Summary of Perfectae Caritatis
The growth and fruit of religious communities assists the Church in her mission and equips “her for every good work.” (PC, 1) Religious “bind themselves to the Lord in a special way” (PC, 1) through the evangelical counsels of chastity, poverty, and obedience. “The purpose of the religious life is to help the members follow Christ and be united to God through the profession of the evangelical counsels…even the best adjustments made in accordance with the needs of our age will be ineffectual unless they are animated by a renewal of spirit. This must take precedence over even the active ministry.” (PC, 2)
Religious, through their vows, renounce the world and live for God alone. (PC, 5) As such, their very lives are dedicated entirely to serving Him and this is a special consecration that more fully expresses baptism. (PC, 5) Religious seeking to live the evangelical counsels must firstly strive to love God and neighbor for through this they more perfectly fulfill their vows.
As for those communities that are dedicated to contemplation, they are indeed an important and honorable part of “the Mystical Body of Christ, whose ‘members do not all have the same function.'”(PC, 7) Each community of religious, active or contemplative, has its own special gifts of grace allotted to them and they are called to live out these in their apostolic tasks.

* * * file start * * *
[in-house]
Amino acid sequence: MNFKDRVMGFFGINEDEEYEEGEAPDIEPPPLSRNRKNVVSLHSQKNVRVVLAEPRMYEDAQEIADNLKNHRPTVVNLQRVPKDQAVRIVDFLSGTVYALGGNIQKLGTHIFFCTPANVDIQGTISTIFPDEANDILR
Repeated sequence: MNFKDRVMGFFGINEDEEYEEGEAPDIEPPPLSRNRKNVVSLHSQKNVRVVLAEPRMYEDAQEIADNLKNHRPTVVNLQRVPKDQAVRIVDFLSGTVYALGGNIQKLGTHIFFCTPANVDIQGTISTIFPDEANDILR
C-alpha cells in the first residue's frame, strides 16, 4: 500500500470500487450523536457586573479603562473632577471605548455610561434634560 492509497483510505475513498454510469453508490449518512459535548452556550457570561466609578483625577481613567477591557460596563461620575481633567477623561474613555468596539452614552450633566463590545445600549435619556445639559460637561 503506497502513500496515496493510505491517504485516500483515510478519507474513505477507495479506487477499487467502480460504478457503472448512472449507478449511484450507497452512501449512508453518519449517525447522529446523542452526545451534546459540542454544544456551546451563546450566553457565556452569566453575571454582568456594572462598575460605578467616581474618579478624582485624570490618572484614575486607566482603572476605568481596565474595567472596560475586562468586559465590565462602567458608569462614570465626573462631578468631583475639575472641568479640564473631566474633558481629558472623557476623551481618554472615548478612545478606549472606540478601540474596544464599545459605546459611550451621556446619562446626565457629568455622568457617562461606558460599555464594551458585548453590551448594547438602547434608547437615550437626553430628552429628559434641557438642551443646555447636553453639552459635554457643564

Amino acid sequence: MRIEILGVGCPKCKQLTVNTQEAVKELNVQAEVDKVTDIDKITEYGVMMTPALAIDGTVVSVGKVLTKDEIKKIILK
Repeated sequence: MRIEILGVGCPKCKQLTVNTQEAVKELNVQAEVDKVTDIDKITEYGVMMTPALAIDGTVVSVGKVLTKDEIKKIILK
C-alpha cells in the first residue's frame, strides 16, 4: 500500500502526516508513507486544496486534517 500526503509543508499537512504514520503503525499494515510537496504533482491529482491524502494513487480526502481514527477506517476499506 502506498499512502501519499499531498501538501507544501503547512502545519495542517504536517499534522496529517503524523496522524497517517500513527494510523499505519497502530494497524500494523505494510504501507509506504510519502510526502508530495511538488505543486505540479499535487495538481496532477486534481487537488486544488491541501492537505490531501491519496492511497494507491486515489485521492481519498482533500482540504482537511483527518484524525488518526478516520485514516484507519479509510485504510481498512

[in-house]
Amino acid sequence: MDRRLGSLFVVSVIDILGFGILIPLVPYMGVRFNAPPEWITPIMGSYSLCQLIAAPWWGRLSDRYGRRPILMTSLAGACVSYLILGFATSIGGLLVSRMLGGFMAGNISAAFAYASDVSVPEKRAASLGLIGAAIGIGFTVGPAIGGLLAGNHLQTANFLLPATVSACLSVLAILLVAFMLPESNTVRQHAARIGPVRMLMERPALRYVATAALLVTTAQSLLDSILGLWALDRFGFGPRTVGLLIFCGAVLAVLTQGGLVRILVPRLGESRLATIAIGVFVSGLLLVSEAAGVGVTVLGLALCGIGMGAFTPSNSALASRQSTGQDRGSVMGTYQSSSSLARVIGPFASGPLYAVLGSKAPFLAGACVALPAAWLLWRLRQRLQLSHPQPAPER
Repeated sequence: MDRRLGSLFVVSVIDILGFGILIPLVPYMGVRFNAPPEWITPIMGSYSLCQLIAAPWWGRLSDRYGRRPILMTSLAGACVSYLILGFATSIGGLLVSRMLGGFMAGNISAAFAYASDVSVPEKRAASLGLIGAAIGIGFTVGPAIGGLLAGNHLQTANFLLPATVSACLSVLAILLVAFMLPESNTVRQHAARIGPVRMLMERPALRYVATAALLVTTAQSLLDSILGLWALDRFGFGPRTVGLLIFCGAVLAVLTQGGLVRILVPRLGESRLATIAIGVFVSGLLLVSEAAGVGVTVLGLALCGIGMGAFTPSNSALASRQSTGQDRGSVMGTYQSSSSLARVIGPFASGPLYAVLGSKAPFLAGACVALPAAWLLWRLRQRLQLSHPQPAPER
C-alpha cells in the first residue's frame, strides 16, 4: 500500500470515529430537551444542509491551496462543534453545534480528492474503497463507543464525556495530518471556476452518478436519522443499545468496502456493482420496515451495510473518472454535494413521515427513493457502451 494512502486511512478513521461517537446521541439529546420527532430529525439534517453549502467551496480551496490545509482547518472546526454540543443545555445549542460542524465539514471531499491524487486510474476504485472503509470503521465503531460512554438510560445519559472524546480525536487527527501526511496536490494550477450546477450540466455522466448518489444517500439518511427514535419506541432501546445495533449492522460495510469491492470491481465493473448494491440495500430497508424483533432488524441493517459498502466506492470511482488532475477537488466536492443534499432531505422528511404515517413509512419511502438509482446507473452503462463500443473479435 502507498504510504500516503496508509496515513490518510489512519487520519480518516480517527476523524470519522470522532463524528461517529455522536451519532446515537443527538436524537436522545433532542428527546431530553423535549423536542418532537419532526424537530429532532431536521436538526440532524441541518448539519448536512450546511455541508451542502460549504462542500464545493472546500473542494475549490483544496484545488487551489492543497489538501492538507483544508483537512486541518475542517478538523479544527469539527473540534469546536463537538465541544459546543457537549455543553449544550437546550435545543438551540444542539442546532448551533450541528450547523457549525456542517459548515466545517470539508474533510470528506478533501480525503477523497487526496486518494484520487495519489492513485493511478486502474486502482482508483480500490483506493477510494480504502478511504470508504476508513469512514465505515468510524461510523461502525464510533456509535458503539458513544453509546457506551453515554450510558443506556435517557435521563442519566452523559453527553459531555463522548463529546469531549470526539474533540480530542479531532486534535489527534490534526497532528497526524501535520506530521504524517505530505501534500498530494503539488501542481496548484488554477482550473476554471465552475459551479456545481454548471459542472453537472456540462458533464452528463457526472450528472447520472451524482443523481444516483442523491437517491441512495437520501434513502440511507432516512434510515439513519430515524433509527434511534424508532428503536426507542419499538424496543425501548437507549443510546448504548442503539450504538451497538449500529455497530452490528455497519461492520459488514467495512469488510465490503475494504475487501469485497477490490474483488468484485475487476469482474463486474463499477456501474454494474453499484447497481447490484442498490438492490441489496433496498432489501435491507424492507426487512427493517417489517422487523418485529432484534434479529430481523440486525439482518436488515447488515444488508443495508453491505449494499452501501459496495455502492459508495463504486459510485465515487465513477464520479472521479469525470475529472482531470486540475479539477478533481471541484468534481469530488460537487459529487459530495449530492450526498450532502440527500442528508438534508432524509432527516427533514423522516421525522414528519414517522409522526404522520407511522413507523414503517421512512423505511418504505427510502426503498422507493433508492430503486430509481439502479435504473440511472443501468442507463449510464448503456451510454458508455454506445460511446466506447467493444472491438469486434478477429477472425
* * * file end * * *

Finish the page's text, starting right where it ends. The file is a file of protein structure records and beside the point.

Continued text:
The evangelical counsel of chastity is an especially powerful witness in the modern world for it speaks against those “false doctrines which scorn perfect continence as being impossible or harmful to human development.” (PC, 12) Living a joyful life of poverty and in obedience to one’s superiors does the same. It is highly beneficial that religious should live in community. “Common life, fashioned on the model of the early Church where the body of believers was united in heart and soul…should continue to be lived in prayer and the communion of the same spirit.” (PC, 15) The missionary spirit should be preserved and fostered in all religious communities and the fostering of religious vocations should be a priority of both priests and families.